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He Could Do No Less
October 2, 1994

HEBREWS 1:1-4, 2:5-12

Why did Jesus have to die? What did he do that was so terrible? Why did he have to suffer and die on a cross like a common criminal? There's something in all of us that wants to deny death, including the death of Jesus. A rabbi once spoke to our congregation in Palo Alto. He was asked, as Jews are often asked, "Why do you not accept Jesus as the Messiah?" The rabbi answered simply, "Because he died." The Messiah was not supposed to die. The Messiah was supposed to bring in the kingdom. In Jesus' day, the Messiah was supposed to lead the army of the righteous and defeat the hated Romans, but Jesus didn't lead any army. Jesus was not the conquering hero. Jesus did not live up to the expectations the Jews had of their Messiah. Jesus died.

Why did Jesus die? Why did he suffer? Because, he could do no less. God came to the earth in the person of Jesus to show humankind how to live. God gave us a living example of what living is all about. God came in person to show us the way. God had previously sent prophets to tell the people, but they wouldn't listen. So God came in person. What happened? They killed him. It's difficult to change people's thinking. It's difficult to change attitudes, perspectives, and motivations. It's difficult to change people's minds. I saw a bumper sticker the other day: If you can't change your mind, maybe you don't have any. When Jesus came to the earth in person, he ran firmly up against entrenched minds, narrow minds, minds unwilling to change, minds unwilling to be open to anything new or challenging. Jesus ran up against a stone wall, and they killed him. He died. He could do no less.

Martin Luther King, Jr., is a twentieth century saint who tried to change minds, change structures, and reverse years of slavery and discrimination. He was martyred. He was shot. That's what we do with saints. Jesus could do no less.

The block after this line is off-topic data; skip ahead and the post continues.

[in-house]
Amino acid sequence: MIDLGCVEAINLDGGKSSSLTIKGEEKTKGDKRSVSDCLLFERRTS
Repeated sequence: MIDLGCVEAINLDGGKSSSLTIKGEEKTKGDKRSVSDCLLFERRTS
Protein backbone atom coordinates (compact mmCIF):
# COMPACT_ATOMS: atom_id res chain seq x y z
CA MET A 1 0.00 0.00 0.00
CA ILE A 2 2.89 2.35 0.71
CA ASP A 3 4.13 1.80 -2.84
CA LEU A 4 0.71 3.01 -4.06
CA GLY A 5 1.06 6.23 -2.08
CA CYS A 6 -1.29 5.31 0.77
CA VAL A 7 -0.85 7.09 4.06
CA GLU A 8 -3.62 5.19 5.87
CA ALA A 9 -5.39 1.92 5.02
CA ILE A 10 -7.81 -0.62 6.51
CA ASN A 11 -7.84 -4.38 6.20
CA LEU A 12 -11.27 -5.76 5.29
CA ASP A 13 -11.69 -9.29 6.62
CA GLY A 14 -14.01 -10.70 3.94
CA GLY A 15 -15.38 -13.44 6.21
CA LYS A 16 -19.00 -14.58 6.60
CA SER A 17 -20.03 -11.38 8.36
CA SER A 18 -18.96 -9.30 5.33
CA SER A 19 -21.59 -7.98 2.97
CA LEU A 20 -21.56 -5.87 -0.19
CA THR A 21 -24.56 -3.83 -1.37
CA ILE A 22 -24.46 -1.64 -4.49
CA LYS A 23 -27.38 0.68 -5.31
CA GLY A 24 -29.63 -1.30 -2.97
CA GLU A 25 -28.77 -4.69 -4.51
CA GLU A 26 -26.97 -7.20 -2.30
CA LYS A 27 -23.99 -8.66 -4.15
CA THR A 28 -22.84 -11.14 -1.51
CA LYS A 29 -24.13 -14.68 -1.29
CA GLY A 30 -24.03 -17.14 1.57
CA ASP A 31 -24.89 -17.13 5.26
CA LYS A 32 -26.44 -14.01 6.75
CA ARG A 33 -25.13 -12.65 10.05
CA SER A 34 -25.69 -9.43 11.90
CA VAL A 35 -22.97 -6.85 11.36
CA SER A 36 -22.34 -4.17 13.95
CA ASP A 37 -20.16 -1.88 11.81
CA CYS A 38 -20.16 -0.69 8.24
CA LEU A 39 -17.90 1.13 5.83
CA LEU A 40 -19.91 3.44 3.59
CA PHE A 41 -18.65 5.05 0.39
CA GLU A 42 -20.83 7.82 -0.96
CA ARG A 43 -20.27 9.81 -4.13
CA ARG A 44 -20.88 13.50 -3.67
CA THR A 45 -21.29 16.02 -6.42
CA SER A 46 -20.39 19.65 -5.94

In our day, we are living in an anti-hero age. We have no heroes left. Those who are elected to lead, and those who attempt to lead, those who attempt to change things, are shot down, either literally or by reputation. Someone will dig far enough to find some weakness, some mistake, and blow it all out of proportion. If they can't find something legitimate, they make it up. Even the heroes of the past are maligned now. Their dark side, their inadequacies, their indiscretions (which we all have) are trumpeted. Rather than celebrate what they were able to accomplish in spite of their weaknesses, our society tries to discredit their accomplishments and destroy yet another hero. Small minds don't like big minds. They don't want leaders. They don't want action. They don't want heroes. Do you think I'm being too cynical? I've seen it happen too many times. In the church, in the community, in the nation, and world, I've seen heroes destroyed, maligned, attacked, betrayed. Jesus could do no less. They called him names, they spread tales, they attacked him, they connived behind his back. He was betrayed, held up to ridicule. They put a crown of thorns on his head, and sneered, "King of the Jews." Jesus was killed by small people with small minds. Jesus died, he could do no less.

Sacrifice is not a popular word. Sacrificing animals on an altar to appease a god, to atone for sin makes little sense to us anymore. Certainly sacrificing humans is repugnant to us, but we do it. We sacrifice young people on the altars of war. We sacrifice children on the altars of success. Some mothers sacrifice their careers for their children. Some children become caregivers for their parents and sacrifice for their parents. Sacrifice is a part of life. Jesus sacrificed his life. He could no less.

Why did Jesus do it? Why did he put up with people? Why did he patiently, willingly subject himself to the pain, humiliation, and suffering of a painful death? Because he loves us. He could no less. Our lesson this morning reads, Hebrews 2:9, We see Jesus, who for a little while was made lower than the angels, now crowned with glory and honor because of the suffering of death, so that by the grace of God he might taste death for everyone. Because of the suffering of death, Jesus tasted our deaths, Jesus died our deaths. Because of the suffering of Jesus, the heart of God is revealed to us. We see in God's heart a wellspring of love. We see a God willing to take our places. We see a Christ--a Messiah--willing to die our deaths, willing to shed our tears, willing to pay the price for our sins, willing to do whatever needs to be done to bring us to God, to reconcile us with God.

How Jesus loves us! He could no less.

© 1994 Douglas I. Norris